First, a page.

Thanks to Northern Piper for taking the time to describe the laws in detail in #25.

Ireland also achieved responsible government by revolutionary means, but it didn’t make the state keen on distributing firearms. A bitter civil war, lost by a faction that refused to accept the result as final, meant Ireland kept all the British-era gun restrictions, and added some more over the years.

Further resources on the Frontier Wars

Aboriginal Australians were less successful against colonists than in the US and New Zealand (not sure about Canada) and they were operating from a bigger technology gap, but both sides were attacking each other in ones and twos on a regular basis - and if you look at reports from settler times people did feel that they were in danger from “the blacks”, and did arm themselves for protection.

There was less in the way of official military action, but just as much danger of a couple of pissed off native dudes with spears coming to rough you up, kill you, and take your stuff - which is exactly the sort of danger that individual arms are supposed to protect against.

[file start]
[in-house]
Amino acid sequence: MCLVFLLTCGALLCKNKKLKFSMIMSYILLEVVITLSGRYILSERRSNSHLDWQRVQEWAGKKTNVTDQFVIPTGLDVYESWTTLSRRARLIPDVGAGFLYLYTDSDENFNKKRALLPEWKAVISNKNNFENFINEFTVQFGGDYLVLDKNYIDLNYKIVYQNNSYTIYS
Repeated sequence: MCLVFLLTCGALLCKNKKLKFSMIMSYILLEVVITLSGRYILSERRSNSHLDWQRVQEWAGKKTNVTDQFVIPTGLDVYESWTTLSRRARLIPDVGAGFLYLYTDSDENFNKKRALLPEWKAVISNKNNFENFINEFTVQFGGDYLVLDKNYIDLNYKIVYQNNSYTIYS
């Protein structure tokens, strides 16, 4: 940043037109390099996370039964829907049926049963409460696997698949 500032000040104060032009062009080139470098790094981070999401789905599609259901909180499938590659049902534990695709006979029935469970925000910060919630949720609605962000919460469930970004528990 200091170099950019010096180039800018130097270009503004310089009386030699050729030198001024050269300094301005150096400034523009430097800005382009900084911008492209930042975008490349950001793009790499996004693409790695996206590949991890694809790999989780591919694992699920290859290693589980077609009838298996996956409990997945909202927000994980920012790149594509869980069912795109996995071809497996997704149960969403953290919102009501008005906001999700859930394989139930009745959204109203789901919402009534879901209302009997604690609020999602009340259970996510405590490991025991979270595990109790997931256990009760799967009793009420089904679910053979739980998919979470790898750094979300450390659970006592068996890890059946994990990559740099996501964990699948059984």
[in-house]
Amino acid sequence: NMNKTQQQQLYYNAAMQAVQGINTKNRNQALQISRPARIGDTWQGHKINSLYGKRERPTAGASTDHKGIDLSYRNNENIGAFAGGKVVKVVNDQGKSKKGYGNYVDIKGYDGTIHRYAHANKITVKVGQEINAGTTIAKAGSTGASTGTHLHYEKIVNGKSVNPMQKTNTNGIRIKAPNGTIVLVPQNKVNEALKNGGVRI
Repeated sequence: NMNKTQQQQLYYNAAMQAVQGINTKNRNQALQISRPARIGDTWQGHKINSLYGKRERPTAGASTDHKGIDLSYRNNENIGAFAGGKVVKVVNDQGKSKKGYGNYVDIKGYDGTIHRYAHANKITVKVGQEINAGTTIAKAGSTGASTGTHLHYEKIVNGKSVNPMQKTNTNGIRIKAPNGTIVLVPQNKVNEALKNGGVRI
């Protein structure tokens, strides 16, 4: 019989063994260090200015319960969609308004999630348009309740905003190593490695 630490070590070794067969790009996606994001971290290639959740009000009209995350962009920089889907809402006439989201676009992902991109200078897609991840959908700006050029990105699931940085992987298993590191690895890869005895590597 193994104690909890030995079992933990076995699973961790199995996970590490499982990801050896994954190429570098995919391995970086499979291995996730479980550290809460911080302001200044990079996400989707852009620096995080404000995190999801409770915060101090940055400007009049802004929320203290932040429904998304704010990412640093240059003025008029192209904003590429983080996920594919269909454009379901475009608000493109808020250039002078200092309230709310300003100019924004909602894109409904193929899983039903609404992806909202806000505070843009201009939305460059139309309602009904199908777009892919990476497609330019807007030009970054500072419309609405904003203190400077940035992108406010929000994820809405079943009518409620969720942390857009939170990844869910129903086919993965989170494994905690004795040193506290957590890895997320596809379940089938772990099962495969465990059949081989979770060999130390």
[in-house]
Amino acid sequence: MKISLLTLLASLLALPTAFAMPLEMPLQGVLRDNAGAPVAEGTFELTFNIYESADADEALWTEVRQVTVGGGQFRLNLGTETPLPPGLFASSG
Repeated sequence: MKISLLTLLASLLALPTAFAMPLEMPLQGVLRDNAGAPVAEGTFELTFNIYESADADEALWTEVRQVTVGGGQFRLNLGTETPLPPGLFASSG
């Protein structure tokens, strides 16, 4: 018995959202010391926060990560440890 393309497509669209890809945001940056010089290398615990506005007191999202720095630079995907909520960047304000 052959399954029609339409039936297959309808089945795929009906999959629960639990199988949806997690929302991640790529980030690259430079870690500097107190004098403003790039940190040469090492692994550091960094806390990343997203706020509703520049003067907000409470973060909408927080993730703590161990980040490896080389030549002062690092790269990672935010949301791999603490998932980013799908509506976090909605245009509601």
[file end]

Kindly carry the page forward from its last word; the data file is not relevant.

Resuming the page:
British people had the right to bear arms, and to do so to protect themselves from tyranny*, a century before the 2nd amendment was even a thing.

  • Catholic tyranny, as evidenced by the restriction of the right to Protestants.

A better example is New Zealand, no snakes are native, the most ferocious critter is a parrot. Conversely the natives weren’t just warlike, they beat the colonists to a draw hence there is a Treaty of Waitangi and the Australian natives are still trying to get the whites to the negotiating table.

The NZ gun culture and gun laws run reasonably close parallel to Australia, though they are going to get a whole lot tougher in the wake of Christchurch.

The Antipodean approach (stereotypically) is that the government, if not necessarily on your side, is there to give you a fair go. And your neighbour is your mate who will help you when the chips are down. I guess we might rate society rights on a more equal footing with personal rights. In the US (by stereotype) the government is ag’in you, your neighbour coverts your land and your ass and nothing but your trusty flintlock guarantees your safety and winter vittles.

Interesting the consistent views posted that US gun culture is a mid 20th century thing more than a frontier or even Civil War era tradition handed down father to son.